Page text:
Preparing for Our America: John Valadez’s Great American Streets

Media - 1994.95 - SAAM-1994.95_1 - 12471
John M. Valadez, Two Vendors, 1989, pastel on paper, Smithsonian American Art Museum, Museum purchase through the Smithsonian Institution Collections Acquisition Program and the Luisita L. and Franz H. Denghausen Endowment, 1994.95, © 1989, John M. Valadez
Florencia Bazzano-Nelson
October 11, 2012

In this blog post Curatorial Assistant Florencia Bazzano-Nelson comments on John Valadez's Two Vendors, an intense and large-scale pastel that will be featured in the upcoming 2013 exhibition Our America: The Latino Presence in American Art. Like other works in the exhibition, this work demonstrates the masterful ways in which Latino artists—many born and/or raised in large cities in California, New York and beyond—have drawn inspiration from America's urban streets.

Several works in the exhibition Our America reveal that Latino artists have consistently explored urban street life. Some of the urban images we have encountered are quite gritty. Scenes of architectural decay, abandoned lots, crowded spaces, cheap merchandize, and sale racks do not sound particularly poetic. However, in the talented hands of Chicano artist John Valadez, store-front retailers spilling their commerce onto the sidewalks of Broadway Avenue in downtown Los Angeles become a stage for captivating human dramas.

Valadez had been familiar with Broadway Avenue since his childhood as it was an important meeting place for the Mexican-American community. This area became a key source of inspiration for his art when he established his studio in downtown Los Angeles in the 1980s. In Broadway, the well-known and monumental mural he produced for the Victor Clothing Company, the painter deploys a cinematic overview of a diverse slice of humanity, including the many people who found their way to this busy avenue: businessmen, gang members, elderly shoppers, folk dancers, movie-goers, and inquisitive children. Such crowded scenes were not uncommon on this street. During weekends whole families arrived together to shop at the many stores and eat at the multi-ethnic restaurants. Visitors sought out Spanish-speaking movies shown at the old movie theaters that once made Broadway Avenue one of the most glamorous destinations in the world. In the late 1980s, newspaper accounts about the efforts to restore Hollywood's golden-age theaters affirmed that without the Latino population these decaying architectural gems found along Broadway would no longer exist.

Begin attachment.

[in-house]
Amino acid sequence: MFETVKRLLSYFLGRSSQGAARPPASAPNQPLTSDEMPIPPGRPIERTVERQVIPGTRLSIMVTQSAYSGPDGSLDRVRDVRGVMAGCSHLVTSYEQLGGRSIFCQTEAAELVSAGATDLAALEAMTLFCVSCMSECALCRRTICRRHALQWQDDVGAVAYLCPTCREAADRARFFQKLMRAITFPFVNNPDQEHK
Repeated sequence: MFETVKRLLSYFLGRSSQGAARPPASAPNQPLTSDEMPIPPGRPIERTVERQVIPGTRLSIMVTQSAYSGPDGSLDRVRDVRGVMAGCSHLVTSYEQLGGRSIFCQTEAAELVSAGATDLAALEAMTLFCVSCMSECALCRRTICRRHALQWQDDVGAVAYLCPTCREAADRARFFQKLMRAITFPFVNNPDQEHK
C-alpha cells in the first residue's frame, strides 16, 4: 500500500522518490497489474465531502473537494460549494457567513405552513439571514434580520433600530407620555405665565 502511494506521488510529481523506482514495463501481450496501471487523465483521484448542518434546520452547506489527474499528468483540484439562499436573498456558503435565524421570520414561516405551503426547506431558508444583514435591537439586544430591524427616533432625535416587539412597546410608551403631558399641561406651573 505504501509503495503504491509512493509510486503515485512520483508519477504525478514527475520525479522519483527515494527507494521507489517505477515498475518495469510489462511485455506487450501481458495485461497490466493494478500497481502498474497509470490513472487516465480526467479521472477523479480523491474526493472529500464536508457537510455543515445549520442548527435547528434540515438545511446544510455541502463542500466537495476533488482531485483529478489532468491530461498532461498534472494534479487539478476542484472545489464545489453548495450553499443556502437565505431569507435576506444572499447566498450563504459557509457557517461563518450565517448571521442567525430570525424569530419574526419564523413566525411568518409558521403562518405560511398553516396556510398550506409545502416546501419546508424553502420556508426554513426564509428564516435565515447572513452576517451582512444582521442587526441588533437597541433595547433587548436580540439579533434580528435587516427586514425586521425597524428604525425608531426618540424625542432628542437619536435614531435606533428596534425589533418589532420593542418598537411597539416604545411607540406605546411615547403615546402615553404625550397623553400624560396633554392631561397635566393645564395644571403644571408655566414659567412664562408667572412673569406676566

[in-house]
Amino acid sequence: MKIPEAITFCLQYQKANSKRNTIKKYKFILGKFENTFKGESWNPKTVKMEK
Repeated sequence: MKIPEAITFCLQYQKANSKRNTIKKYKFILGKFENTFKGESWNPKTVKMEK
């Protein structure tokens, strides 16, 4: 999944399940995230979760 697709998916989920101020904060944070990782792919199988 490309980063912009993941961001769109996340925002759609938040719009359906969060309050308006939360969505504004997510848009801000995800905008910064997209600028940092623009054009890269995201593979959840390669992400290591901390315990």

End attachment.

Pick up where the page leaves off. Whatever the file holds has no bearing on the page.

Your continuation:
In Two Vendors, a large pastel from 1989 that will be included in Our America, Valadez captures in photographic detail another fascinating view tying Latinos to Broadway's commercial and cultural ventures. Here two men compete for the attention of female shoppers on a sidewalk. Their street-front shops are so saturated with female apparel and inexpensive dolls that these goods visually overwhelm their displays. Valadez enhances with loving humor the theatrical attitude of the two vendors whose body language and facial expressions indicate a measure of resentment and competition. Both men choose to display not only an inexhaustible amount of merchandize but also their naked torsos as added attractions. The upper section of the pastel functions as a repository of unfulfilled hopes and wishes: a series of female heads with ecstatic expressions rest on the objects for sale, reinforcing the metaphoric links between commercial and manly achievement.

Valadez delights on the baroque density of this image. His hyper-realist approach captures minute details, subtle textural differences, and a wide range of bold colors. Valadez's Two Vendors reveals the artist's insightful understanding of this moment in the life of a Los Angeles street with a very long history.

Our America: The Latino Presence in American Art opens here at American Art October 25, 2013. For more information on other artists in this exhibition, read Preparing for Our America: Music and Abstraction, Works by Freddy Rodríguez and Preparing for Our America: Raphael Montañez-Ortiz Deconstructs the Western. Sign up to receive email updates about this exhibition and other Latino Art programs at the museum.


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